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Posted Sep 24, 2005
CLEMSON – It has never happened before to Clemson offensive coordinator Rob Spence. In fact, it’s never happened to a Tigers football team since the school started keeping the statistic in 1978.
Tigers Play Conservative
For the first time, Clemson’s offense failed to convert a single third down on offense. The Tigers had 11 chances, and each time the Clemson failed to move the chains. However, none of the botched attempts were more critical than the one that came in overtime.
Facing a third-and-two at the Boston College 6, tailback Reggie Merriweather lost two yards on his run to the right side. Thus the Tigers settled for a field goal. Conversely, the Eagles converted their third-and-six and three plays later, Brian Toal scored on a one-yard run to give Boston College the 16-13 overtime victory Saturday at Memorial Stadium.
“If you can’t convert, you can’t win,” Clemson quarterback Charlie Whitehurst said. “We’re not good enough to not convert and win games.”
The Tigers fall to 2-2 overall and 1-2 in the ACC Atlantic Division and are essentially two full games behind Florida State and Boston College (3-1, 1-1 ACC Atlantic) in the standings since the Eagles now own the tiebreaker against the Tigers.
On the opposite side of the field, the Eagles were successful on 10 of their 20 third downs chances. The fact that Clemson even took the game to overtime is somewhat shocking. A discrepancy that big between the two usually equates to a blowout.
“We’ll have to improve on that,” Tigers coach Tommy Bowden said. “We won’t win many games like that. … If we’re going to have any success, we’re going to have to convert third downs.”
Just how bad was it? Consider Clemson’s average third down length was 5.45 yards. The average result was a loss of 0.636 yards. All told, the Tigers finished with minus-7 yards on 11 third down plays.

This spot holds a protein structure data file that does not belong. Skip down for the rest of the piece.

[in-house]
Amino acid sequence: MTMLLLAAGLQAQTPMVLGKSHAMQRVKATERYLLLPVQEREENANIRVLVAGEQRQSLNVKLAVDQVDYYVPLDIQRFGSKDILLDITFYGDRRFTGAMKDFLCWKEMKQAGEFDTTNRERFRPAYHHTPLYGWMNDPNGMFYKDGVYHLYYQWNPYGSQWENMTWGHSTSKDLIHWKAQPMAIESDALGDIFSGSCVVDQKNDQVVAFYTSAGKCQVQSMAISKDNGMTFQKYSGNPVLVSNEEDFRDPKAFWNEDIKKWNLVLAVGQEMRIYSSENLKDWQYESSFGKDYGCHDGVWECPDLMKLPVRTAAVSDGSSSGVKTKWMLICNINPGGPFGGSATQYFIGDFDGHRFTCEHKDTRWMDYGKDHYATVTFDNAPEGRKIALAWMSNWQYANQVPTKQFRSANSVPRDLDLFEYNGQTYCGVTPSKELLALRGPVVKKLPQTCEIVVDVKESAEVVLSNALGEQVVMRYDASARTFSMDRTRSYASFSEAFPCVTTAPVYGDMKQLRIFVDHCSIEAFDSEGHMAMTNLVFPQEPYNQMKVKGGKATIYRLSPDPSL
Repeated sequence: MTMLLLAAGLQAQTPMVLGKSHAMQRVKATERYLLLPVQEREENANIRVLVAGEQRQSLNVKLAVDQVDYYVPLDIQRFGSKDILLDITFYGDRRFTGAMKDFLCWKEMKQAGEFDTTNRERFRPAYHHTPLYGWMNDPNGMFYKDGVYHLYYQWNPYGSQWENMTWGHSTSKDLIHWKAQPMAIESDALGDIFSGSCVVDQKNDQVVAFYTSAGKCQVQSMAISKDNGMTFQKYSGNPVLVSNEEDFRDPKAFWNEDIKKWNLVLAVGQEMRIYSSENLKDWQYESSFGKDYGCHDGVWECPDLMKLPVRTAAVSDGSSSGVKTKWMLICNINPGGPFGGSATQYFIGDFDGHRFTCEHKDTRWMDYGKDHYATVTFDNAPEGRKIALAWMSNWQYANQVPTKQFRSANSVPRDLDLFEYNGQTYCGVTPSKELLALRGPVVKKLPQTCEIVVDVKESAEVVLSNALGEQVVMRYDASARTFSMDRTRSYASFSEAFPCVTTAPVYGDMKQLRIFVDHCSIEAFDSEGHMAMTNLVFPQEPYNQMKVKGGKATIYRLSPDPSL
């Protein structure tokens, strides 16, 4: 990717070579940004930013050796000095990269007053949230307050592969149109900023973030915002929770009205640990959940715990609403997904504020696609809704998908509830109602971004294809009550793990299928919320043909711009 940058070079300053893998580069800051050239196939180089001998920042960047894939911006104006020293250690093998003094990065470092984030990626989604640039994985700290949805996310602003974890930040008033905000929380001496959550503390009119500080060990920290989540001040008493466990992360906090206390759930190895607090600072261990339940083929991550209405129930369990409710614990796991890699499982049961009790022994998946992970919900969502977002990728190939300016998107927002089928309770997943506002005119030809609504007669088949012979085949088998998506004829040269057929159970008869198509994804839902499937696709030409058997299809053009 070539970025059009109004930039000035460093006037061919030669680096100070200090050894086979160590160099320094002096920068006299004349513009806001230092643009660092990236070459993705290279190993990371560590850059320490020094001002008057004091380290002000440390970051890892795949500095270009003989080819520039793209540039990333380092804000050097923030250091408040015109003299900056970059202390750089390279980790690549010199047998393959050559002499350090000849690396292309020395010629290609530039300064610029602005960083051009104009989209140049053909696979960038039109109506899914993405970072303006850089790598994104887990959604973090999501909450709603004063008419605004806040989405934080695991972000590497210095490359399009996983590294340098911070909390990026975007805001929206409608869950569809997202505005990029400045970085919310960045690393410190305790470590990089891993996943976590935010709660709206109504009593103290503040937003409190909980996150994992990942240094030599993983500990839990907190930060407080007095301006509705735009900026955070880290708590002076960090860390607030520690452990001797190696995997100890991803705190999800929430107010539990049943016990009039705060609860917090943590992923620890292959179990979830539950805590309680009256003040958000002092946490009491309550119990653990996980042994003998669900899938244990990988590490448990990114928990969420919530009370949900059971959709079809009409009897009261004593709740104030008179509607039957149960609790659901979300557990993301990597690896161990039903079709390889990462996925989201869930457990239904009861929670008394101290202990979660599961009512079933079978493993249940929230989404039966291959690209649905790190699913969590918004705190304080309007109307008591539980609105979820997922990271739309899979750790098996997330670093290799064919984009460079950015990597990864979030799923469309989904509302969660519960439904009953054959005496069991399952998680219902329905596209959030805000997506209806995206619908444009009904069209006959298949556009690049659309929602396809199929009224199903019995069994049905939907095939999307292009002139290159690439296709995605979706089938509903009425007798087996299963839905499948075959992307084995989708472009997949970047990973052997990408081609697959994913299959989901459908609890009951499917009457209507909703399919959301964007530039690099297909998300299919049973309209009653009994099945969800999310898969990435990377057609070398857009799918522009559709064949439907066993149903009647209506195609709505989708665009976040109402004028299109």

Moreover, Clemson was sacked three times on third down and came one yard short of getting the conversion four times.
“I don’t think I’ve ever had a football team hold an opponent without a third down conversion,” Boston College coach Tom O’Brien said. “In overtime, we wanted to play defense first. Our defense stepped up.”
The only time the offense of the Tigers even moved the ball with any success came in the second quarter, when Clemson scored all of its points in regulation.
Trailing 10-0, the Tigers crossed midfield for the first time and eventually ended with a Jad Dean 36-yard field goal to make it 10-3 with 6:51 left in the half.
Following a three-and-out by the Eagles, Clemson put together a nine-play, 64-yard drive that ended with a Whitehurst one-yard run for the touchdown to tie it with 1:38 remaining until halftime.
Those were the only highlights of the day for the Tigers. The rest of the afternoon was spent with their defense doing everything in its power to stop Boston College offense. And for the most part, it was successful.
Even though the Eagles ran an incredible amount of plays (90), each time they looked as though they were going to score and put the game out of reach, the Clemson defense did something to thwart the drive.
Boston College finished with 221 yards passing and another 164 yards rushing, with Andre Callender gaining 116 on 22 carries. But the drives always stalled once the Eagles crossed the 50.
The first time came in the first quarter when Jamaal Fudge intercepted a Matt Ryan pass in the end zone. At the very least, it prevented a field goal.
Clemson got another big defensive stop at the end of the game when Tye Hill got an interception to prevent the Eagles from getting into field goal range at the end of regulation.
For the second straight week, the defense was there but the offense was nowhere to be found.
“You play the schedule that we’ve got and every game is going to go down to the wire,” Bandit Gaines Adams said. “We knew what we were getting into at the beginning of the season.”
Boston College-Clemson notebook
Sep 24, 2005
Tigers Play Conservative
Sep 24, 2005
Box: Boston College 16 Clemson 13 (OT)
Sep 24, 2005
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